on October 13th 2011
Eighteen-year-old Jess Bonner is casting off pretense—and, with it, some friends from his past who aren’t particularly trustworthy. In just a few months he’ll be starting college, and it’s time for him to admit the truth: he’s gay, not bi, and only one of his childhood buddies holds any kind of real interest for him.
When Dylan Finch, aka Mig, follows his lead and puts some distance between himself and the old crowd, he and Jess give in to a mutual attraction that’s been building for years.
But navigating a fledgling relationship isn’t easy for beginners, and forces they can’t seem to control keep tripping them up: sexual appetite, personal insecurities, fear of discovery, and more.
They need clarity. They need courage. Just as they’re on the verge of finding both, a vindictive act of jealousy sends one of them to jail. All their hard-won victories are in danger of falling to dust. The only way to save what they have is to recognize it for what it is . . . and fight for its integrity.
The Zero Knot was certainly different from the types of books I normally read but I really enjoyed it.
Set in small-town America, it is the story of two friends Jess and Dylan (nicknamed Mig) coming to terms with the fact they are gay and that they also have feelings for each other. There is some angst involved (relating to coming out etc.) but overall the two protagonists are generally comfortable with the fact that they are gay.
What isn’t easy for either of them is trying to overcome the difficulties thrown at them which may just stop their burgeoning relationship in its tracks. Jess is soon going to be heading off to college whereas Mig has no plans to leave town. Neither of them are sure how well their families will take the news that they are gay and both also have to overcome their own hang-ups if their relationship is ever to have a real chance. There is also a jealous third party to contend with who might just succeed in tearing them apart for good.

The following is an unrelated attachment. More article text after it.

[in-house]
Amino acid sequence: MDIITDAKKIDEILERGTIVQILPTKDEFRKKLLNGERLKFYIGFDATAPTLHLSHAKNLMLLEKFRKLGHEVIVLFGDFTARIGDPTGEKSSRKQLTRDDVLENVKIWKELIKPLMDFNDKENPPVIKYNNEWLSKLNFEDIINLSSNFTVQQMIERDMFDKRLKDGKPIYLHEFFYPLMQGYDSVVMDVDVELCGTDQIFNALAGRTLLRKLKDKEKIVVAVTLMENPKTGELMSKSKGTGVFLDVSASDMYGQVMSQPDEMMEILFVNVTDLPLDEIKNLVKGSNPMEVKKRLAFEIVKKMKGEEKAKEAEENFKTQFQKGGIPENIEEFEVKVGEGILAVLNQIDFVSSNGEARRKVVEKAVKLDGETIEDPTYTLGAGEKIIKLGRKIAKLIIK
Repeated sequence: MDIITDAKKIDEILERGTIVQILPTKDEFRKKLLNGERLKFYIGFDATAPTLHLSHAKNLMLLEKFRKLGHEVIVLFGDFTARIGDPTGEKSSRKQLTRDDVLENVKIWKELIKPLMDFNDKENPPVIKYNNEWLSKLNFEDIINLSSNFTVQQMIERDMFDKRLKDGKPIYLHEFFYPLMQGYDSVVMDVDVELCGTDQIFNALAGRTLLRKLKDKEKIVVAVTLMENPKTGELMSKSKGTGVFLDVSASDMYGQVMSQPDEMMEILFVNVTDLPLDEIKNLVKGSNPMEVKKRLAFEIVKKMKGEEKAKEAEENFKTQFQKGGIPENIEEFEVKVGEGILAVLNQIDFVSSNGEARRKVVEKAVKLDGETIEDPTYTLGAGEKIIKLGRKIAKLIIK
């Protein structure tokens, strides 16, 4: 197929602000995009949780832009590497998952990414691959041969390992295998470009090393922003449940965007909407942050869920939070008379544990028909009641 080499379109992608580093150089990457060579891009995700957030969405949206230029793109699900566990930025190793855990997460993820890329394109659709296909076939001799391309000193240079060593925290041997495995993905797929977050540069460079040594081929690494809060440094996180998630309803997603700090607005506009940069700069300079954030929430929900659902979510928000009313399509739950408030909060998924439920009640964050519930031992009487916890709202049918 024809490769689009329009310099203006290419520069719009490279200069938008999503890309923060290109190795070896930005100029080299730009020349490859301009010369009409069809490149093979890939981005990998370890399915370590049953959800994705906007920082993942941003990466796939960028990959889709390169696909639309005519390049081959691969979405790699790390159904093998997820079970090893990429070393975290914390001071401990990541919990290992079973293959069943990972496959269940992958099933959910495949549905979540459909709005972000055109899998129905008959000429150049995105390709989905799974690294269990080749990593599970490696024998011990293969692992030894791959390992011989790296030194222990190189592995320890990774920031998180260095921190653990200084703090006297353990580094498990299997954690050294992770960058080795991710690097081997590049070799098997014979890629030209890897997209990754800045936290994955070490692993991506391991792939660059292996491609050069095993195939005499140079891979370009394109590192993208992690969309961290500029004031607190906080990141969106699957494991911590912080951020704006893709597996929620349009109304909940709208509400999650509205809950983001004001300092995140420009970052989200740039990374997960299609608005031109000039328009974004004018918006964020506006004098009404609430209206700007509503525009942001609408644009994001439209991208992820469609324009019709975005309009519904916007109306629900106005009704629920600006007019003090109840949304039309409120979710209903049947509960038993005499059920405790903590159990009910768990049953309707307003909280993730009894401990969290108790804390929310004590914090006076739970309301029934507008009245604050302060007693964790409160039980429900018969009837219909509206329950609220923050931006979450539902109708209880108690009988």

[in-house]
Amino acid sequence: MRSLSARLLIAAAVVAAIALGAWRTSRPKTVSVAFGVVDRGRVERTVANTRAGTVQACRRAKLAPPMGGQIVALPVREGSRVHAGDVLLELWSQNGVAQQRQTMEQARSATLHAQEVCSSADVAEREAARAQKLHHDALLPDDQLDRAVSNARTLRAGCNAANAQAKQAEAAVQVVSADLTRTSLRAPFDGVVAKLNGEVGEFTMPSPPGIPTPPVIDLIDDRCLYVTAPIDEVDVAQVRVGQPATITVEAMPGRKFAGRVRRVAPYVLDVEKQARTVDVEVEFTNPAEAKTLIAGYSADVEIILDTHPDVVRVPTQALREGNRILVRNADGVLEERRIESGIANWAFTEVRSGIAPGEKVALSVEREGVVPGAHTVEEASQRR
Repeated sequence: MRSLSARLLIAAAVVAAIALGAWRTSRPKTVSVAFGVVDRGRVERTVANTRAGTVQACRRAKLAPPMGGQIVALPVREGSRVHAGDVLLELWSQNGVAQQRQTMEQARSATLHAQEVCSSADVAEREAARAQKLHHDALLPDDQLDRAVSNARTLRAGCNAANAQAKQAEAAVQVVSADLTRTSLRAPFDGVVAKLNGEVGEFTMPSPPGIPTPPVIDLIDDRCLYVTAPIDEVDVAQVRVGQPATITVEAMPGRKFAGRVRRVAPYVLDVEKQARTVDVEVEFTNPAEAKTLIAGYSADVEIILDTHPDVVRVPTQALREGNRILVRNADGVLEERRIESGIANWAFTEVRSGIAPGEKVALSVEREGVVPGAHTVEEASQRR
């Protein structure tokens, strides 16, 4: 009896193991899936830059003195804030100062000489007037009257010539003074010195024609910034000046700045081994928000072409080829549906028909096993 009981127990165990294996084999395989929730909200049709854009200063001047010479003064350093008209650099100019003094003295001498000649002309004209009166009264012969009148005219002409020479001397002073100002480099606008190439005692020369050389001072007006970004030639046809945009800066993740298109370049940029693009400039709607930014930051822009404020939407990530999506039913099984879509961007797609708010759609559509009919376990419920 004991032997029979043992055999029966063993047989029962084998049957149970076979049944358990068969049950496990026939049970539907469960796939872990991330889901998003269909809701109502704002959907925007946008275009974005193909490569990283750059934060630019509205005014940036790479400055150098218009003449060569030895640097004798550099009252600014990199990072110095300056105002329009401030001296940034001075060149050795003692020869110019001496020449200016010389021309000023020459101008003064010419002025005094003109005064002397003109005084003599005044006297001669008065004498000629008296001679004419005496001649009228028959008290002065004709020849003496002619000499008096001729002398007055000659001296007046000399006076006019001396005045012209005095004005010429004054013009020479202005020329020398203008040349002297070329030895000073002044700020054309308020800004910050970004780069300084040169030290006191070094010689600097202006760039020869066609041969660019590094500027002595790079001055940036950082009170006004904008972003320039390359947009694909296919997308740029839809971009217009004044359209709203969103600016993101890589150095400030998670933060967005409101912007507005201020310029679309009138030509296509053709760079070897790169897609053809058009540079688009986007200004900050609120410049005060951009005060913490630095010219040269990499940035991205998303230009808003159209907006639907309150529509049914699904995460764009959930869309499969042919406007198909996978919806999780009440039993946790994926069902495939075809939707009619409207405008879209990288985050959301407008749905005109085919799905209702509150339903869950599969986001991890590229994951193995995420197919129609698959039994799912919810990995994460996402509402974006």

I wasn’t sure what to expect from this but I ended up getting really caught up in the story. I liked both Jess and Mig, their struggles felt realistic and I was rooting for the pair of them. My favourite character had to be Red though (real name Jared but no one calls him that) – Jess’s younger brother. He was an endearingly snarky, bratty but at the same time perceptive and accepting character. I could stand to read a whole book about his exploits. The villain was a little one-dimensional but overall the characters were well fleshed-out.
Overall, a surprisingly sweet little coming-of-age tale (warning: this is not really a young adult book even though the main characters have just finished high school – there are sex scenes which can get a little graphic).